20 Questions With Photographer Chris Orwig

Chris Orwig provides quick candid answers to 20 questions.
What’s the best thing about photography?
Life is short and time moves too fast. Yet, photography has provided me with the way to try to stop, slow and savor moments that otherwise would have been lost. Even more, good photographs seem to be a concentration of life, a distillation like evaporated sea water where only the salt remains. And photography has become a means and a passport to get out into the world and to live life with more focus, intensity and passion. In a sense, what’s best about photography is that it has saved me. It’s saved me from myself and helped me to focus on others and on the grand mystery of life. And in doing so, photography has given me a new way to see and live.
What’s the thing that interests you most about photography?
The idea that the camera can help you dig more deeply, see more clearly and live life more fully.
What’s the thing that interests you most about your own photographs?
In my own photographs I am always struck by the autobiographical nature of them. In a sense, I can look at a photograph and remember who I was when I took it and how I changed because of it. And collectively, these photographs help me appreciate, remember and make sense of my own life story.
How do you know when an image doesn’t work?
When an image is too obvious, too straightforward or too cliché I know that it isn’t going to work. Often, it’s these images that first catch my eye, yet the eye can easily be deceived. As one of my mentors once said, “Learning how to look and then look again, is as important as learning how to capture a frame.”
How do you know when an image is good?
I’m interested in capturing photographs that are authentic, alive and real. I like pictures that don’t feel staged but get beneath the surface of things. I like pictures that are simple, strong and can’t quite be placed in a particular time. What makes one of these photographs good is when I still feel it has these qualities a number of weeks after the fact. An image is good when it stands the test of time.
How do you know when an image is great?
An image is great when it can’t quite be explained. Rather than being “clear” these images have a poetic element of mystery that draws you in and deepens who you are and how you see the world. These images are timeless, they captivate and compel.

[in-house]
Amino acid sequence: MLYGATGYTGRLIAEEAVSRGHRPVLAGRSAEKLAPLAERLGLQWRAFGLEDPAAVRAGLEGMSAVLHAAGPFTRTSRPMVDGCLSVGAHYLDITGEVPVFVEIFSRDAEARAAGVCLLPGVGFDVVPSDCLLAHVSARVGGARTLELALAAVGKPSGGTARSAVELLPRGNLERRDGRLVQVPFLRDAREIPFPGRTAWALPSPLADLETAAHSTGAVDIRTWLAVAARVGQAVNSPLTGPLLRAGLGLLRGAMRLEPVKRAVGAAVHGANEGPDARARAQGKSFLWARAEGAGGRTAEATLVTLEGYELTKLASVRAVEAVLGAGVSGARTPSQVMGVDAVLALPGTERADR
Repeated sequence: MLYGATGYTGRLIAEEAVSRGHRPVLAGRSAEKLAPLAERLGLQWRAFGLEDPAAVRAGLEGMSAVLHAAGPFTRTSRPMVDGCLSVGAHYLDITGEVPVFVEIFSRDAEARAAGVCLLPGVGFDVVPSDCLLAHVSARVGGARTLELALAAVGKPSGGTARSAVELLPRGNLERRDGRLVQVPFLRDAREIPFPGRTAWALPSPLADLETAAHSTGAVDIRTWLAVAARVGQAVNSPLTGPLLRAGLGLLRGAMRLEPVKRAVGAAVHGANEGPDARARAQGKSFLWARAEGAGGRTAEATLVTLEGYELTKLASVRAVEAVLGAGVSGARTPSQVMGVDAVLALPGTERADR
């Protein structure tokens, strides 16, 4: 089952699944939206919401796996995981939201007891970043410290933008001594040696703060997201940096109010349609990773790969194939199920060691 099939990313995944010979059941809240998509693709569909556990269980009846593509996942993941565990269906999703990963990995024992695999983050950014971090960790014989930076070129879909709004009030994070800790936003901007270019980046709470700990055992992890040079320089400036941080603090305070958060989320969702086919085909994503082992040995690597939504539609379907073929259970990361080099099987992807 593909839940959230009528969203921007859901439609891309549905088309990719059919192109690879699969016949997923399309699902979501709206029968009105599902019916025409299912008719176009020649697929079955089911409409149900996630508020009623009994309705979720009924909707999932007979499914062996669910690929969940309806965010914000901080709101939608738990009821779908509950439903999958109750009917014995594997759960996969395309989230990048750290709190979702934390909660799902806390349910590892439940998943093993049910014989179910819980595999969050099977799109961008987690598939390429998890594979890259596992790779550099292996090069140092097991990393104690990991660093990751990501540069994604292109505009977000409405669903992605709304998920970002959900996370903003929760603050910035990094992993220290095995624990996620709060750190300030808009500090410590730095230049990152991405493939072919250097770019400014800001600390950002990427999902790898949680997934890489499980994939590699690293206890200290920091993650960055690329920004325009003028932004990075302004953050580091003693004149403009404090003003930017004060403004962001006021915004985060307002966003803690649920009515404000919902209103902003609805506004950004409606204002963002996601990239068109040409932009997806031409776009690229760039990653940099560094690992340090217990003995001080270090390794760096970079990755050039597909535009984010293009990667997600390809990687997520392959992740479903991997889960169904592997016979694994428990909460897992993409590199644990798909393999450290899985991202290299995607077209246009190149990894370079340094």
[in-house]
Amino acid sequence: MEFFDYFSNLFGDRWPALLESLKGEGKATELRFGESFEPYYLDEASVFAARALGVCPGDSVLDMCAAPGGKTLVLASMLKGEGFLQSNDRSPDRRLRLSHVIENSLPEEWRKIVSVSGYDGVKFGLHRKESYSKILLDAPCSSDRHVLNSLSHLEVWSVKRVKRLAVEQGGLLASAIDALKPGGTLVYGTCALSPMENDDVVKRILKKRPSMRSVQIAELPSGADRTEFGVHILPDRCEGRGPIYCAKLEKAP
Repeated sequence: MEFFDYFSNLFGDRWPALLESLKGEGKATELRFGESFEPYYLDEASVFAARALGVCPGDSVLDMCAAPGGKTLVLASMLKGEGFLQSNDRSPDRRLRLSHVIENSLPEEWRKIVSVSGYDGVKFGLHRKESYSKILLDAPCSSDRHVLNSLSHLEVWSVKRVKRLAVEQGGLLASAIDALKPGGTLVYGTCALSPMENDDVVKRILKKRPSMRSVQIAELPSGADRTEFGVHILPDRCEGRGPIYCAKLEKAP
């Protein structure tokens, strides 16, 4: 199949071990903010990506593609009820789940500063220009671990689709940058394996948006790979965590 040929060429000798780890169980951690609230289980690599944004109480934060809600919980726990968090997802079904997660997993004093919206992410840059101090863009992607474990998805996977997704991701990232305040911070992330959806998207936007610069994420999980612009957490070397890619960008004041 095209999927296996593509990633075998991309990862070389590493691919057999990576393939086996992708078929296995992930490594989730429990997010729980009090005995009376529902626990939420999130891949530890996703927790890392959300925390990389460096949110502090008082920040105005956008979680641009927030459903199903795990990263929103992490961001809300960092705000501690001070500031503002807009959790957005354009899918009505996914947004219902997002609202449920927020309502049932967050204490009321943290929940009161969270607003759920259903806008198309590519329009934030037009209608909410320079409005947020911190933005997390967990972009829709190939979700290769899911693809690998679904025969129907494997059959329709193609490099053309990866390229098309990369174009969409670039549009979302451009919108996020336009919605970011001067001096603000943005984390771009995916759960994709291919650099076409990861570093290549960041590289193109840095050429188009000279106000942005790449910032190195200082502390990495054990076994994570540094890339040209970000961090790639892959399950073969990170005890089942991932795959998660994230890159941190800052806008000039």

What’s the most useful photographic mantra?
As Marc Riboud said, “Photography is savoring life at 1/100th of second.”
Read more of this Q&A with Chris here.
Find a collection of Chris’ favorite quotes here.
Browse Chris books Visual Poetry and People Pictures here.
Watch Chris’ TEDx video here.
Find out more about Chris Orwig here.

FADP Highlight – Special Guest – Chris Orwig

Chris Orwig shared many insights in an inspiring lecture during our FADP workshop at Brooks. Chris collects great stories from photographers and shares them in his new book Visual Poetry.
In one story, a man has written a novel and decides it’s no good so he throws it out. As she’s taking out the trash, his wife discovers the manuscript and reads it. She goes to him and says he needs to finish it – it’s good. He does. It becomes a best seller.
Chris thinks we all need ‘trash can buddies’. I agree.
Find out more about Chris Orwig here.
Learn more at Brooks here.
Be the first to hear about the next FADP workshop.
Stay tuned to Insights for the upcoming release of our Fine Art Workflow DVD.
Check out Mac Holbert’s website.
Find out more in my Fine Art Digital Printing Workshops.

Chris Orwig on Visual Poetry

Fresh with the release of his new book Visual Poetry, Chris Orwig provides this insightful guest blog post.
Get a sense of who Chris is before reading this, view/listen to his short video introduction to his new book.

It is a privilege to have the honor to provide a guest post for this blog! John Paul is someone I admire deeply not only for his artistry but for the way he thinks, listens, challenges and empowers. Who he is, what he does and how he lives – inspires.
So who am I? My name is Chris and I am an artist, photographer and teacher.  As an artist I strive to live life fully and with passion, creativity, ingenuity and authenticity. As a photographer I subscribe to Marc Riboud’s perspective that, “Photography is savoring life at 1/100th of a second.” Somehow, with camera in hand I get more out of life and I enjoy sharing that with others. That’s where the teaching comes in.  I think William Yeats said it best: “Education is not about filing a pail, it is about lighting a fire.” And that’s what this post is all about – Ignition.
Over the years, I’ve watched hundreds and hundreds of students pass through the courses, conferences, workshops or photography school where I teach. Almost all of the students start off with more than enough passion that acts as kindling to get the fire going. Many of those students go on to achieve unbelievable success. Yet, sadly many of the students don’t make it, they whither and fade.
As a teacher, it’s part of my innate drive to counter this as much as I can. I want the people I know and interact with to succeed. There is nothing more thrilling than seeing others soar to new heights. With this in mind, I’ve completed one of my most recent projects which is a book titled, Visual Poetry – A Creative Guide for Making Engaging Photographs. The aim of this book is to awaken, enliven, ignite and further one’s passion for life and for making compelling, engaging and enlivening photographs. The book is a mixture of photography and creativity. If that sounds interesting – read on.
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